Ahead of a seminar on the lives and experiences of Forces partners, taking place on 8th July, Alison Baverstock, Reading Force founder and military wife for 30 years reflects on lockdown and deploymets.
Talking to a young friend over the weekend, her experience of returning to work after self-isolating at home really chimed with me. At the time, I couldn’t put my finger on why. Later I realised she had been describing how I always felt at the end of a deployment. All of a sudden your world changes, and things are back to normal – except they are not.
The end-date of an unaccompanied tour is never set in stone. During the pandemic – the latest deployment for many Forces families – many Forces personnel found new commitments were added to existing separations. The unexpected can often happen. At the end of my husband’s last tour in Afghanistan, I was about to drive to the airport when he rang to say he was back in Kabul. The condition of an injured soldier on his flight had suddenly worsened, so of course they detoured to the nearest military hospital (Afghanistan).
My young friend was finding her post-pandemic return disorientating. First she was furloughed, then worked from home, she and her boyfriend navigating around each-other in their tiny flat. So suddenly returning to a five-day week was a shock to her system. Once there, management actively discouraged talking about their experience. It was as if all that time at home, trying to keep her motivation going, was suddenly discounted; as if it had never taken place. She also found she had forgotten some of her previous routines – especially Travelcard-management.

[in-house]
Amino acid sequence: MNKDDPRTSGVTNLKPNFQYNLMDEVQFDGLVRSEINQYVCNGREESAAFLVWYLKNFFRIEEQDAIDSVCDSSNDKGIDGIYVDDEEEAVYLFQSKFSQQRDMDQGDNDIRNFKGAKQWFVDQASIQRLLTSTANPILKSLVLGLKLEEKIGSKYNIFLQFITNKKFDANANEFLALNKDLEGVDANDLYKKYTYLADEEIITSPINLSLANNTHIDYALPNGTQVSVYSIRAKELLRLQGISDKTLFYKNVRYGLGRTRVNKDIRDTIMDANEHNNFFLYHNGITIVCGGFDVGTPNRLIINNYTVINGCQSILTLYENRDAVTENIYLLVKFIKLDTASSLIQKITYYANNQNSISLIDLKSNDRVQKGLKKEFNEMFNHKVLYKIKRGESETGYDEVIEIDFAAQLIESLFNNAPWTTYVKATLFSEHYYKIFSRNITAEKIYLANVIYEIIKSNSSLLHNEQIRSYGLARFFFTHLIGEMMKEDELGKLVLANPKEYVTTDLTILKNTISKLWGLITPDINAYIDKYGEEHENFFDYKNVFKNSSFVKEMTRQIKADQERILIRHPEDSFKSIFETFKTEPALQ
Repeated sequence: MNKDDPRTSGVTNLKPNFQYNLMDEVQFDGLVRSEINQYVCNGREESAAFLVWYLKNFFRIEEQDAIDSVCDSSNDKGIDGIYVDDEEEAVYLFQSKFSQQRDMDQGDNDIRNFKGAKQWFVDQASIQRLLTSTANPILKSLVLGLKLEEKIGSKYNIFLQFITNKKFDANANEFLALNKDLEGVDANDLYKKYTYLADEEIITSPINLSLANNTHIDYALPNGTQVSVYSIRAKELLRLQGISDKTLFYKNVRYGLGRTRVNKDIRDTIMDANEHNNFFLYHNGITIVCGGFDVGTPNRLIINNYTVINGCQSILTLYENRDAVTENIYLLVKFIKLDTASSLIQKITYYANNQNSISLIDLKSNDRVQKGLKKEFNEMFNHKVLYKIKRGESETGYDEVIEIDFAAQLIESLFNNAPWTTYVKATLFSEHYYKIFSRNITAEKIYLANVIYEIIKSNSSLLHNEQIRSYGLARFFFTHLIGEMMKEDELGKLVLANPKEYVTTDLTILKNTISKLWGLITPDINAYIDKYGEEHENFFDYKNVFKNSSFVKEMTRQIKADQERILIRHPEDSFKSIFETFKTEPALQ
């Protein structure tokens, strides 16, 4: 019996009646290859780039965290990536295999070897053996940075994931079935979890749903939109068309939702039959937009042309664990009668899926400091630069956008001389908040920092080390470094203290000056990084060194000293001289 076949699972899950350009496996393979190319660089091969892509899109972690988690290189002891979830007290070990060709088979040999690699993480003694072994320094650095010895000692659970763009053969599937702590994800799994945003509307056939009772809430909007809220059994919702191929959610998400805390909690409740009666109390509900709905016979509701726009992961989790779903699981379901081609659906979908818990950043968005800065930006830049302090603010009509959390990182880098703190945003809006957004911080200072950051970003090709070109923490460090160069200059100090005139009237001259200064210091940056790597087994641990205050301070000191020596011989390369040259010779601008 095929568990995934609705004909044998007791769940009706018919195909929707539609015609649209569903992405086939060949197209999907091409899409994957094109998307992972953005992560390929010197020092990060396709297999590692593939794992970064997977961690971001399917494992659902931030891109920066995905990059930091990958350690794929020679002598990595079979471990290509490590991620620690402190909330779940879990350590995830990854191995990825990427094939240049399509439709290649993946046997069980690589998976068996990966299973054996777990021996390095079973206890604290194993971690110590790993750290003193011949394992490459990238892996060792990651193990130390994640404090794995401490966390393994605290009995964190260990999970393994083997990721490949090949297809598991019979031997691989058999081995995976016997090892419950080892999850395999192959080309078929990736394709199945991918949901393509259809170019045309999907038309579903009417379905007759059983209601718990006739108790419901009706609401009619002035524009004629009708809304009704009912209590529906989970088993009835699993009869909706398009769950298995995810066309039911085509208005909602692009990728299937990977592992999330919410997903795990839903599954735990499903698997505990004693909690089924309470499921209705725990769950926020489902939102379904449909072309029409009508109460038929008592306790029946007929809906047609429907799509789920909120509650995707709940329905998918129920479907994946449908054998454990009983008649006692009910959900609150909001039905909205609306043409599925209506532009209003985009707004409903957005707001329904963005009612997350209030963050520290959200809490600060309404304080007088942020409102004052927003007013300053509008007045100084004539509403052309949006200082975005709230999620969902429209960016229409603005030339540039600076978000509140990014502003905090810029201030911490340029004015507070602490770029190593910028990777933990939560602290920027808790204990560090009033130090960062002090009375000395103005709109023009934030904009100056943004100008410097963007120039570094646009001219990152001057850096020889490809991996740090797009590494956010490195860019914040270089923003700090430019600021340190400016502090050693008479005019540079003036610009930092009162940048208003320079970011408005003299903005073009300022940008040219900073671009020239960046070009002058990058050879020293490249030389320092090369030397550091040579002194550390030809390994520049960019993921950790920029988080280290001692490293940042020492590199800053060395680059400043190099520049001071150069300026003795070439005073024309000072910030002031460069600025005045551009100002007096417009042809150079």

It’s the same after a deployment. Bedtimes and pocket money may have been renegotiated, food preferences evolved (‘You never ate that before!’), new routines established, babies now toddlers. Both the Service person, and the family they return to, need to get used to living together again.
At Reading Force we’ve had our own strong experiences during lockdown. We’ve been busier than we thought possible. Demand for our materials increased by over 900% and now the scrapbooks families compiled are coming in for feedback. It is wonderful to see the immense creativity and thought that has been put into them. We return them to families with special certificates and the prize of a book, by recorded delivery.
Opportunities to share Reading Force have also emerged throughout lockdown. Giving presentations on zoom enabled us to reach many more than we could have done in person – and we gave materials to other charities who used them with Forces families they were supporting.
Lockdown tested our systems – our communications, website and delivery processes – and they worked brilliantly. We had the satisfaction of being really useful. We provided a valuable link between Service people, their children and wider families – offering common ground at a time when it could be difficult to know what on earth to talk about.
As others pick up their jobs and go back to work, we are so mindful that many Forces families still don’t know when they can be together again. Or what life will be like from now on. Whatever your particular circumstances, we remain here for you.
Alison Baverstock, founder and Director of Reading Force.
Alison is taking part in a free seminar on the life of the Forces partner on 8th July. Do join us.